It also gave me an international stage especially with the Olympic product that I worked on. I designed the athletesâ€™ collections for Canada, the U.S.., and Great Britain. The collection was huge. A lot because of the extra attention that the games got being right after 9-11. When I was at the roots store I was signing autographs like a rock star. It didnâ€™t get any bigger than designing for the 2002 Olympics in salt lake city.
Format: When and why did you decide to relaunch TBG?
Adrian: Iâ€™ve been working corporate jobs since 1999 and itâ€™s been good but I started feeling that I wanted to do some stuff that I couldnâ€™t do for any brand other than mine.
I also liked the independent direction that the market was taking. I thought that the customer had gained control again and was driving the trends. I felt that I could re-launch in that type of retail environment and offer a different point of view.
Format: What are the most significant differences between TBG when it was active in the 90s and TBG now?
Adrian: Iâ€™ve learned a lot since I started and I think that is reflected in the line. I really think that this new line is better designed and there is more attention to the small details.
Graphically I think that it is more concise and there has been a lot of progress in the production process. When I first started we did everything with letraset. Now thereâ€™s Illustrator and Photoshop so there are no limitations.
But I think that it is pretty similar as far as the brand sentiment is concerned. I still think that the line pushes boundaries for apparel and I still want to use my product to start conversations. Also now I think that the line tries to ask questions more than answer them.
Format: TBG has commended for its use of high quality materials. How does TBG manufacture its clothing, and why is it important to you to maintain a certain level of quality?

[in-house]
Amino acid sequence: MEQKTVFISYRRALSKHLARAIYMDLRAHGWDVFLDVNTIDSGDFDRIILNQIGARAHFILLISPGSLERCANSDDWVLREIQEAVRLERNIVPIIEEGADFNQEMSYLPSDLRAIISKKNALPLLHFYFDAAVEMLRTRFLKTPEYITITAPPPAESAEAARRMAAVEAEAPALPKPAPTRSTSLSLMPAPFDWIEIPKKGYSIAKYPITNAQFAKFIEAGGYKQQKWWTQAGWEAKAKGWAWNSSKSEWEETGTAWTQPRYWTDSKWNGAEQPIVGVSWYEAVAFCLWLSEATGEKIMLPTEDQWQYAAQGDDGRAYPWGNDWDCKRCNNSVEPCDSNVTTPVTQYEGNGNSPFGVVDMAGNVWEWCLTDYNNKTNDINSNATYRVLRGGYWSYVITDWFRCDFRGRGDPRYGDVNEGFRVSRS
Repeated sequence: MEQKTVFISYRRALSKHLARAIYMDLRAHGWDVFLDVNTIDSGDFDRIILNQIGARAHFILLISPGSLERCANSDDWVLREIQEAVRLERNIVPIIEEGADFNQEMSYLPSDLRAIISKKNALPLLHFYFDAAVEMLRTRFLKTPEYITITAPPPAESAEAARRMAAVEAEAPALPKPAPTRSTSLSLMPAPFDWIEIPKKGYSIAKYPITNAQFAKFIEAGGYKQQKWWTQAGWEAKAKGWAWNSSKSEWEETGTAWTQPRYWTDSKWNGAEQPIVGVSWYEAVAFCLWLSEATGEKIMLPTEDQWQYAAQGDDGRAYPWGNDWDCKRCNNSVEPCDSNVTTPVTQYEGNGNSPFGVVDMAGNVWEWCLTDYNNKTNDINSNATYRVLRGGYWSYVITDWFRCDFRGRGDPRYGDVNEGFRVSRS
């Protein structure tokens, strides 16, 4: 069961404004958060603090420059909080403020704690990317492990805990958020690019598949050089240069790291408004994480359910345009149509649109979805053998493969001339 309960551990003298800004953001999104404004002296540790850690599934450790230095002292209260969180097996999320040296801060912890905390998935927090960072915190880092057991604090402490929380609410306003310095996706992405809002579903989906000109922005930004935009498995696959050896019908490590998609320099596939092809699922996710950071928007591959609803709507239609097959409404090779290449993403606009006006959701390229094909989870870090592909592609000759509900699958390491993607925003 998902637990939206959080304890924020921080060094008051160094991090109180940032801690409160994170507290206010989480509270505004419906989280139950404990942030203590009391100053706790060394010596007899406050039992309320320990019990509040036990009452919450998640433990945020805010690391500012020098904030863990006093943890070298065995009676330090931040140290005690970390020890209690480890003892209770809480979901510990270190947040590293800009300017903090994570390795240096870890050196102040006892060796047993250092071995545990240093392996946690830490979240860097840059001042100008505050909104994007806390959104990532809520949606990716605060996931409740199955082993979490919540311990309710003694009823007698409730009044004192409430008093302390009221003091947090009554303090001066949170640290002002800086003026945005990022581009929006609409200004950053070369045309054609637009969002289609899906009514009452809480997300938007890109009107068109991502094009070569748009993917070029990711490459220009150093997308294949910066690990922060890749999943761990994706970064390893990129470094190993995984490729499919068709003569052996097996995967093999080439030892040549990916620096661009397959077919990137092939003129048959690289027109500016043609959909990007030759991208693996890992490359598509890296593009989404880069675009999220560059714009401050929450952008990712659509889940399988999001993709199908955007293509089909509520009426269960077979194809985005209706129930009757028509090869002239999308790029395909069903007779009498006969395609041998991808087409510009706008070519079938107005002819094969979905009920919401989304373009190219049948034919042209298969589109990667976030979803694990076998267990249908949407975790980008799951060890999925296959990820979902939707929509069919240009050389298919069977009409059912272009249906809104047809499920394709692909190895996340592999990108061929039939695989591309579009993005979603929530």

Adrian: If you donâ€™t control your quality, then you donâ€™t control your brand. I donâ€™t know if there is anything that we do differently in manufacturing but I do pay close attention to fabric and sewing and fit. My goal is to make my customersâ€™ favorite sweatshirt or tee shirt or pair of jeans. And that means that I have to nail all of the little details that someone will notice when they are wearing the product. People tell me that they still wear TBG that they bought ten plus years ago. I want to make sure that people will be able to wear this stuff in ten years, too.
Format: One of TBGâ€™s designs was on display at the Royal Ontario Museum. What is the story behind that?
Adrian: The museum was putting together an exhibition of Canadian fashion and they asked us for a tee to be a part of it. We were pretty hyped to be recognized as a designer brand and not just a t-shirt label.
Format: How do you respond to comments that TBG is exploiting slavery or black people with its use of imagery?
Adrian: I usually donâ€™t respond because I donâ€™t understand that comment. Was Alex Haley exploiting slavery with â€œrootsâ€ or did Steven Spielberg exploit the holocaust with â€œSchindlerâ€™s Listâ€?
I use historical images and references that have relevance today. I am addressing issues that still affect us and if we continue to ignore historyâ€™s lessons, will continue to affect us. Where is the exploitation in that?
Some people have had a strong response to the collections and I think that is because these issues are a lot closer to the surface than we would like to admit. I think that sometimes we need to make people uncomfortable in a society that believes that banning words that might offend people is a suitable solution instead of dealing with the under lying problems.
Format: Please explain why you have decided to place a great deal of the commentary on the inside of your garments where they are not visible to the general public.
Adrian: The use of the graphics to convey the theme is more about the overall design aesthetic of the product than it is about the public perception. I am designing apparel with a message and not a brochure on a tee shirt.